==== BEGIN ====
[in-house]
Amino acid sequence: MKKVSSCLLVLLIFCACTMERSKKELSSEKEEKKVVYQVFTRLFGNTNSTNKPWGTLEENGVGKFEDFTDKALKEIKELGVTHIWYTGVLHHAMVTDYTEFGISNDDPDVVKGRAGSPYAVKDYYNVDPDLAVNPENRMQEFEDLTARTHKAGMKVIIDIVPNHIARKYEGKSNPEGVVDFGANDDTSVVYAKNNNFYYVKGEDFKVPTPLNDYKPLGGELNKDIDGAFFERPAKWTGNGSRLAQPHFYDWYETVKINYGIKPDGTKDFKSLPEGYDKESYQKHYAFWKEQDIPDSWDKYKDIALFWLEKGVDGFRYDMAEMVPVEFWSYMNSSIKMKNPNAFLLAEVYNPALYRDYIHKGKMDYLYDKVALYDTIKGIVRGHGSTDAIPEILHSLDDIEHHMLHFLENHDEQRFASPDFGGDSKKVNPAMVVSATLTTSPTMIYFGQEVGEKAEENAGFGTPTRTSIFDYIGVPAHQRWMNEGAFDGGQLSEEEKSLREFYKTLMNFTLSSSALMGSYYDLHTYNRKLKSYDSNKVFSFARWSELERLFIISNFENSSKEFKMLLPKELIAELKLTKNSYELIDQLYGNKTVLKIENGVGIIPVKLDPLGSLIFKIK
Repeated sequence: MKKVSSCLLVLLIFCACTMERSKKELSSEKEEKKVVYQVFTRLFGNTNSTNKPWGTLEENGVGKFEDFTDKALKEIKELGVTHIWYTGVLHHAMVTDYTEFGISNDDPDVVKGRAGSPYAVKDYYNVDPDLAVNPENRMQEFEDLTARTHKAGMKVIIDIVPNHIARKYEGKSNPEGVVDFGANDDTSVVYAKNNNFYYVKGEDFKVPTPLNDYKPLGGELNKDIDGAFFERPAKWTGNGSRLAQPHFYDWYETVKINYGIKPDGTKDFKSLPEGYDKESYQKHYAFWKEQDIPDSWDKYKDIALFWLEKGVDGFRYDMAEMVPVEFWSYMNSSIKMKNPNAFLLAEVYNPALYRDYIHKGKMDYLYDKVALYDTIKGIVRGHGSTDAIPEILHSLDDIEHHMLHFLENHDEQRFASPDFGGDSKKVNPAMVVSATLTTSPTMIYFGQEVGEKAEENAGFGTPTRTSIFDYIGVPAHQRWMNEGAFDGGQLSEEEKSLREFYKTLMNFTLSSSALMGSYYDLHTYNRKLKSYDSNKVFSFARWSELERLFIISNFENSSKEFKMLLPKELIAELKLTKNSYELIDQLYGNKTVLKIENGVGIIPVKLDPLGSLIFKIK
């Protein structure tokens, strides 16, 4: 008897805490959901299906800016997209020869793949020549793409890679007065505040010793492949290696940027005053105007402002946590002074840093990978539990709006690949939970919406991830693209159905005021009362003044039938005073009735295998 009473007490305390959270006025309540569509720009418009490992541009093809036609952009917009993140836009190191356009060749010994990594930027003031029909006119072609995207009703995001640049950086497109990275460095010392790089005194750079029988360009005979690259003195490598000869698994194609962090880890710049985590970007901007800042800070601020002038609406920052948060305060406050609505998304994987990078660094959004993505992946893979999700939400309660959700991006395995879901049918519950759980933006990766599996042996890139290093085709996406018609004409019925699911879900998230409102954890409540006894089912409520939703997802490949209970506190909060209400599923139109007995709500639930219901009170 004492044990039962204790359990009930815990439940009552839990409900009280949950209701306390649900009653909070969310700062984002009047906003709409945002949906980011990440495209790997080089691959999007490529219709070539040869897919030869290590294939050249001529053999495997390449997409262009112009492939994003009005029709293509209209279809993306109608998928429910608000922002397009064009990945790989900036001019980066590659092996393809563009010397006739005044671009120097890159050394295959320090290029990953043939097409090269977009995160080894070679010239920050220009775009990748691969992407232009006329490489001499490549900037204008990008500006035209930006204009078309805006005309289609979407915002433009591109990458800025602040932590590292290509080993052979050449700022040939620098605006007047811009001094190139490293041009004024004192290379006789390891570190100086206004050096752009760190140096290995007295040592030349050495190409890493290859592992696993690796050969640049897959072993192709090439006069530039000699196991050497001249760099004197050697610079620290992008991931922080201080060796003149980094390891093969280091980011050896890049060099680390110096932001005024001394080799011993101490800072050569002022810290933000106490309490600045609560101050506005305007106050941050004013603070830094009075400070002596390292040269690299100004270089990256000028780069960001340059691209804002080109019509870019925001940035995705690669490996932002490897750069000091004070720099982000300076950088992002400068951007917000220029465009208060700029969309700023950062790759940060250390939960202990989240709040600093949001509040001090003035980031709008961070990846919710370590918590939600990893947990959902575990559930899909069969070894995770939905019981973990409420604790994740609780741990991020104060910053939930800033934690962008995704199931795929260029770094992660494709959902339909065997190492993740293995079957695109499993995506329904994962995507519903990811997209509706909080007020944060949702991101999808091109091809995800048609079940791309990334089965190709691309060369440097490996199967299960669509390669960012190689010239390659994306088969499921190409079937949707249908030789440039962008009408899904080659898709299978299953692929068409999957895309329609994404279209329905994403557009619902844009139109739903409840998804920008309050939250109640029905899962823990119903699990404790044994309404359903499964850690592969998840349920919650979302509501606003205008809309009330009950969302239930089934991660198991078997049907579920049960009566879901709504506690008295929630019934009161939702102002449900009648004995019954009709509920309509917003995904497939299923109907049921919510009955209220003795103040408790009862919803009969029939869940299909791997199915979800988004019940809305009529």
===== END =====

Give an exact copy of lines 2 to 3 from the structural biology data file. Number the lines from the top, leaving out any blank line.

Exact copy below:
Amino acid sequence: MKKVSSCLLVLLIFCACTMERSKKELSSEKEEKKVVYQVFTRLFGNTNSTNKPWGTLEENGVGKFEDFTDKALKEIKELGVTHIWYTGVLHHAMVTDYTEFGISNDDPDVVKGRAGSPYAVKDYYNVDPDLAVNPENRMQEFEDLTARTHKAGMKVIIDIVPNHIARKYEGKSNPEGVVDFGANDDTSVVYAKNNNFYYVKGEDFKVPTPLNDYKPLGGELNKDIDGAFFERPAKWTGNGSRLAQPHFYDWYETVKINYGIKPDGTKDFKSLPEGYDKESYQKHYAFWKEQDIPDSWDKYKDIALFWLEKGVDGFRYDMAEMVPVEFWSYMNSSIKMKNPNAFLLAEVYNPALYRDYIHKGKMDYLYDKVALYDTIKGIVRGHGSTDAIPEILHSLDDIEHHMLHFLENHDEQRFASPDFGGDSKKVNPAMVVSATLTTSPTMIYFGQEVGEKAEENAGFGTPTRTSIFDYIGVPAHQRWMNEGAFDGGQLSEEEKSLREFYKTLMNFTLSSSALMGSYYDLHTYNRKLKSYDSNKVFSFARWSELERLFIISNFENSSKEFKMLLPKELIAELKLTKNSYELIDQLYGNKTVLKIENGVGIIPVKLDPLGSLIFKIK
Repeated sequence: MKKVSSCLLVLLIFCACTMERSKKELSSEKEEKKVVYQVFTRLFGNTNSTNKPWGTLEENGVGKFEDFTDKALKEIKELGVTHIWYTGVLHHAMVTDYTEFGISNDDPDVVKGRAGSPYAVKDYYNVDPDLAVNPENRMQEFEDLTARTHKAGMKVIIDIVPNHIARKYEGKSNPEGVVDFGANDDTSVVYAKNNNFYYVKGEDFKVPTPLNDYKPLGGELNKDIDGAFFERPAKWTGNGSRLAQPHFYDWYETVKINYGIKPDGTKDFKSLPEGYDKESYQKHYAFWKEQDIPDSWDKYKDIALFWLEKGVDGFRYDMAEMVPVEFWSYMNSSIKMKNPNAFLLAEVYNPALYRDYIHKGKMDYLYDKVALYDTIKGIVRGHGSTDAIPEILHSLDDIEHHMLHFLENHDEQRFASPDFGGDSKKVNPAMVVSATLTTSPTMIYFGQEVGEKAEENAGFGTPTRTSIFDYIGVPAHQRWMNEGAFDGGQLSEEEKSLREFYKTLMNFTLSSSALMGSYYDLHTYNRKLKSYDSNKVFSFARWSELERLFIISNFENSSKEFKMLLPKELIAELKLTKNSYELIDQLYGNKTVLKIENGVGIIPVKLDPLGSLIFKIK